Sunday, May 02, 2004
Nickel and Dimed (Cleveland Public Theatre & Great Lakes Theatre Festival)
'NICKEL AND DIMED' pays big dividends for CPT & GLTF
Randy Rollison, Artistic Director of Cleveland Public Theatre and Charles Fee, the Producing Artistic Director of the Great Lakes Theatre Festival, stood center stage in the Gordon Square Theatre, welcoming the opening night full house to their jointly produced ‘NICKEL AND DIMED.’ Thus ushered in yet another exciting recent Cleveland innovation...a joint production between two local theatre companies.
There have been others, but this one is unique. In these times of tight dollars, to blend subscribing audiences, to run a jointly-produced show for a run that will last a month, is a gutsy move. It is the kind of creativity that has been the hallmark of Cleveland Public Theatre since the team of Rollison and Executive Director James Levin teamed up.
It has also been the practice of Fee, since coming to the area a short time ago, to look for alternative ways of doing theatre. In yet another of Fee’s moves, GLTF will revert back to its roots this year and produce a summer season of shows in rotating repertory, to be followed by a fall repertory and a holiday program. This is exciting stuff!
As to the show itself...millions of Americans work full-time, year-round, for poverty level wages. In 1998, Barbara Ehrenreich decided to join their forces. She set out to find out how anyone can survive, let alone prosper, on the minimum wage, on six to seven dollars an hour.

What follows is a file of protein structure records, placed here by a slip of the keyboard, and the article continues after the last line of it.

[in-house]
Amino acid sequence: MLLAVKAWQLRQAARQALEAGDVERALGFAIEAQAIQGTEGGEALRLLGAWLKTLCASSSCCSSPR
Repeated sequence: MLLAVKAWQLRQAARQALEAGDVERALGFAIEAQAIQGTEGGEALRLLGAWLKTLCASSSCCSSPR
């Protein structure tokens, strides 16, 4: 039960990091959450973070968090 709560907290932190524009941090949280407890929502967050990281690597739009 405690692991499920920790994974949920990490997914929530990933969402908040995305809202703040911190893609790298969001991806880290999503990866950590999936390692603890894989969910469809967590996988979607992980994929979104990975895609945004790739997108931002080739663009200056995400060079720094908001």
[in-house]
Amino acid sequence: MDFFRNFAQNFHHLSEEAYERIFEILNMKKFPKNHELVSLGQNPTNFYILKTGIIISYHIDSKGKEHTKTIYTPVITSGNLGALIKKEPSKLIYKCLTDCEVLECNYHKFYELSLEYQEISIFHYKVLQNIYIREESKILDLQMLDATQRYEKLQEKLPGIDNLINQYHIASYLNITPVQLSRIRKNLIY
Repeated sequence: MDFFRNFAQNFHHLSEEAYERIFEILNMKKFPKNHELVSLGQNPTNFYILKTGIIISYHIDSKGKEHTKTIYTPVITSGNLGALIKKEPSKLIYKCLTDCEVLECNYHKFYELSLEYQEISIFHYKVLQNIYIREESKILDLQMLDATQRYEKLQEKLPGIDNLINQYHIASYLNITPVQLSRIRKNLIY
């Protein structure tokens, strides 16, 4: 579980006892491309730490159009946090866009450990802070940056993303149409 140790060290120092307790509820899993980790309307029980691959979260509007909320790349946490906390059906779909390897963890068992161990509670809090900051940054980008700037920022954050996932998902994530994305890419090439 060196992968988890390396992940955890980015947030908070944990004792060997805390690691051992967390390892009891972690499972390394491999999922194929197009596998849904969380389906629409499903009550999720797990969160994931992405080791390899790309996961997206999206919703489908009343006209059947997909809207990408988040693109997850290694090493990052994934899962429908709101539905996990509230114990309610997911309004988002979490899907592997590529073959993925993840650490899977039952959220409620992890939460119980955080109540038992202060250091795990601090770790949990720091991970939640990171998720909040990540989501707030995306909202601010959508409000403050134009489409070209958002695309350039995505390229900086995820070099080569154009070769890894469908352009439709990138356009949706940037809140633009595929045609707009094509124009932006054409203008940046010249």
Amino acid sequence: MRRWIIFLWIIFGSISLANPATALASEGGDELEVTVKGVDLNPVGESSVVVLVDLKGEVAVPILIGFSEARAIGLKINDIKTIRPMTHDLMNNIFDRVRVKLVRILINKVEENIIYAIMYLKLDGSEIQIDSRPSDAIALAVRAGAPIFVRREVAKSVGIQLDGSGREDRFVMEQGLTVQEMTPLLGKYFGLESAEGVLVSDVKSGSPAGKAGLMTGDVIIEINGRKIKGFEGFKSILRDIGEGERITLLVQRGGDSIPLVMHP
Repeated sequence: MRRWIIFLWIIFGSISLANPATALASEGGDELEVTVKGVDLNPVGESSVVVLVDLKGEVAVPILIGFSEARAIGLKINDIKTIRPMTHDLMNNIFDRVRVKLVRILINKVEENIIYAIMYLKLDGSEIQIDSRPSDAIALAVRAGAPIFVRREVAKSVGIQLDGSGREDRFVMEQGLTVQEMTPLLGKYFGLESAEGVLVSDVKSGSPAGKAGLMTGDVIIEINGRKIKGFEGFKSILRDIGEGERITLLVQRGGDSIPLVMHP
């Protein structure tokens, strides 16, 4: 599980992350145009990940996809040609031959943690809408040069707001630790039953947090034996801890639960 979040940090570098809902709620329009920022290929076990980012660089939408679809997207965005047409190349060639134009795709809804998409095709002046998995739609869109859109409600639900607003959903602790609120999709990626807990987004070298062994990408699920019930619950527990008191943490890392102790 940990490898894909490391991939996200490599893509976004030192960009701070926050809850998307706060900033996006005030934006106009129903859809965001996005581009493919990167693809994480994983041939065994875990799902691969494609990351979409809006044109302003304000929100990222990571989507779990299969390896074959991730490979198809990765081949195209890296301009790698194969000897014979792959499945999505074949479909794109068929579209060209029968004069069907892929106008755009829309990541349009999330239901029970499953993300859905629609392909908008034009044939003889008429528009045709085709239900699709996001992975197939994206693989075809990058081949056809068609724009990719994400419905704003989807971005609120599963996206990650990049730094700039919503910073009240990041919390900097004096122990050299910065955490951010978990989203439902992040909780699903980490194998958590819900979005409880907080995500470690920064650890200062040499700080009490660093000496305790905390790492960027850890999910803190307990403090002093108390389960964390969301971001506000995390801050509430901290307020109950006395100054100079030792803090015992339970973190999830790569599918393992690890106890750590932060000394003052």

Moving from Florida to Maine to Minnesota, Ehrenreich worked as a waitress, a hotel maid, a cleaning woman, a nursing home aide, and a Wal-Mart sales clerk. She discovered that every job required exhausting mental and muscular effort. She also learned that one job is not enough; you need at least two if you intend to live indoors.
The theatres’ joint production of Barbara Ehrenreich’s ‘NICKEL AND DIMED’ is superlative. In spite of some opening night stumbles, the production, the acting, the setting all work perfectly. It far surpasses the script, which lectures a little too much and makes the director, technicians and actors work too hard to get the message across. The cast, under the creative direction of Melissa Kievman is flawless. Each character is clearly developed. There is never a moment when the audience’s attention isn’t anywhere but on the stage.
Nan Wray, Sheffia W. Randall, Nina Domingue, George Roth, Tracee Patterson each play a multitude of parts, with a multitude of accents, and a multitude of costumes and props. Jill Levin portrays Barbara. This is an ensemble piece that defies separating out the performers. One weak link and the entire chain fractures. There is no weak link. Applause, applause!
Todd Krispinsky has created a series of set piece which wheel on and off the stage with precision and ease. The running crew deserves a special curtain call. Trad Burns light, Alison Hernan’s costumes and Peter John Still’s sound design all work to perfection.
CAPSULE JUDGEMENT: After seeing “NICKEL AND DIMED,’ you will never see a motel bathroom or a eat a restaurant meal in quite the same way again. You’ll think twice before you shop at Wal-Mart. You’ll think twice before stiffing a waitress. ‘NICKLE AND DIMED’ is not just a theatrical experience, it is a life altering experience. This production isn’t just a see...IT’S A MUST SEE!!!